Additional evidence suggesting that the low response rate did not significantly skew the sample is provided in figure 2, which shows the Kaplan-Meier nonparametric UI exit rate by duration of unemployment as measured by weeks of UI benefits paid. The hazard rates are reported separately for the stratified sample frame and for respondents (both weighted). The hazard rate at duration t is defined as the fraction of UI spells ongoing at the start of week t that ended during week t. A spell could end because a worker found a job or because the worker was no longer eligible for benefits. Spells were considered censored if the date of the last UI payment was in the week of April 30, 2010 (the date we received the updated administrative data on weeks of UI benefits paid) or later. Figure 2 shows that the weekly exit rate for the respondents closely tracks that of the sample frame, which is within the 95 percent confidence interval of the exit rate for the respondents at almost all durations. A notable exception, however, occurs in the first couple of weeks, when the hazard rate for the sample frame is around twice that for the respondents. This disparity probably arises because some workers found employment shortly after they filed their UI claim and thus were unlikely to respond to our survey. Over most durations, however, the hazard rates are similar.

Figure 2 displays the typical pattern of a declining hazard rate at the beginning of a spell of unemployment and a flatter rate thereafter. The hazard rate profile is flatter than has been found in other studies (such as Katz and Meyer 1990), however. In addition, the weekly UI exit rate is lower than has been found in previous work. For example, Katz and Meyer (1990), using data for Missouri in 1979–81, report UI exit rates that start at around 10 percent and vary from 4 to 8 percent per week in most subsequent weeks, whereas the hazard rate in figure 2 begins at around 7 percent and quickly falls below 2 percent in most weeks. These differences probably reflect the weak job market in late 2009 and the low incidence of recall to one's previous job.

Figure 2 also shows notable spikes in the hazard rate at week 26 and week 51. The reason for the spike at week 26 is that the eligibility requirements for extended UI benefits are slightly more stringent than the requirements for regular benefits, which for most workers last 26 weeks. Therefore, a small number of recipients exhausted benefits at week 26. The spike at week 51 arises because workers are tested for continued eligibility for extended benefits at the end of each benefit year (52 weeks after the UI claim was filed). We do not see a spike in the job finding rate at either 26 or 51 weeks in our survey data, and so the spikes most likely result from these program requirements. Regardless of the reason for the spikes, the weighted sample appears to have similar prospects of leaving UI as the broader sample frame that we sought to interview, suggesting that nonresponse was fairly random with respect to job market prospects.

II. Unemployment Insurance in New Jersey in 2009–10

New Jersey has one of the more generous UI systems in the United States. The benefit amount in 2009 was 60 percent of previous earnings up to a maximum weekly benefit of $584. The maximum duration of regular UI benefits varies between 1 and 26 weeks, depending on how many weeks the claimant worked in the base year. Most unemployed workers in New Jersey qualify for the maximum duration: in our data, 87 percent qualified for 26 weeks of regular benefits, and only 3 percent qualified for fewer than 20 weeks.

In New Jersey, UI recipients are allowed to work at part-time jobs while receiving benefits. Earnings from part-time jobs are deducted from the benefit amount, with an earnings disregard of 20 percent of the weekly benefit. This implies that UI recipients who work part time can keep weekly earnings of up to 20 percent of the weekly benefit amount; any earnings in excess of that are deducted from the weekly benefit. Thus, those who earn more than 120 percent of their weekly benefit do not qualify for benefits in that week. A worker who works part time during a period of unemployment may draw benefits for a longer period than the maximum duration for an otherwise comparable beneficiary who does not work at all. The reason is that the state specifies a maximum dollar amount that can be received for a given UI claim (the maximum benefit amount), and those who work part time can receive benefits for a longer period of time because their weekly benefit amount is reduced.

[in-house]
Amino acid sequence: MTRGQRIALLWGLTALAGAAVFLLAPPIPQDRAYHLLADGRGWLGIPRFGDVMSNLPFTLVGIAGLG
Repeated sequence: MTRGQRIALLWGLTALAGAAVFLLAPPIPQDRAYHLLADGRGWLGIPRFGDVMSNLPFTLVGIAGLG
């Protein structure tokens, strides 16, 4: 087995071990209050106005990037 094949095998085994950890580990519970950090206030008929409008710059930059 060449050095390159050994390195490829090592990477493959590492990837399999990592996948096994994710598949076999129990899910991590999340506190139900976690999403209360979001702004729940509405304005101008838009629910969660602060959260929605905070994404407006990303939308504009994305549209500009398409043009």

The duration of UI benefits is affected by federal extensions as well as by state policy. In June 2008 the federal government established the Emergency Unemployment Compensation (EUC) program, which entitled UI recipients in all states to an additional 13 weeks of extended benefits, and in November 2008 EUC was extended to 33 weeks in high-unemployment states, of which New Jersey was one. The American Recovery and Reinvestment Act, enacted in February 2009, extended the expiration date of EUC to December 31, 2009, and raised weekly benefits by $25. In addition to the federal extension, New Jersey activated the state Extended Benefits (EB) program on March 15, 2009, which initially provided for an additional 13 weeks of UI benefits, and then for 20 weeks on May 3, 2009.

At the time interviewing for our survey commenced on October 13, 2009, UI recipients in New Jersey were eligible for up to 79 weeks of benefits, counting regular benefits, EUC, and EB. On November 6, 2009, the federal government increased EUC benefits by an additional 20 weeks, increasing the maximum duration in New Jersey from 79 to 99 weeks. The increase to 99 weeks probably came as a surprise to many workers. This extension was retroactive in the sense that workers who had exhausted the 79 weeks of benefits for which they were eligible before the extension to 99 weeks became eligible for another 20 weeks of benefits. The extension was effective in New Jersey as of November 8, 2009.


Excerpted from Brookings Papers ON ECONOMIC ACTIVITY Copyright © 2011 by THE BROOKINGS INSTITUTION. Excerpted by permission of BROOKINGS INSTITUTION PRESS. All rights reserved. No part of this excerpt may be reproduced or reprinted without permission in writing from the publisher.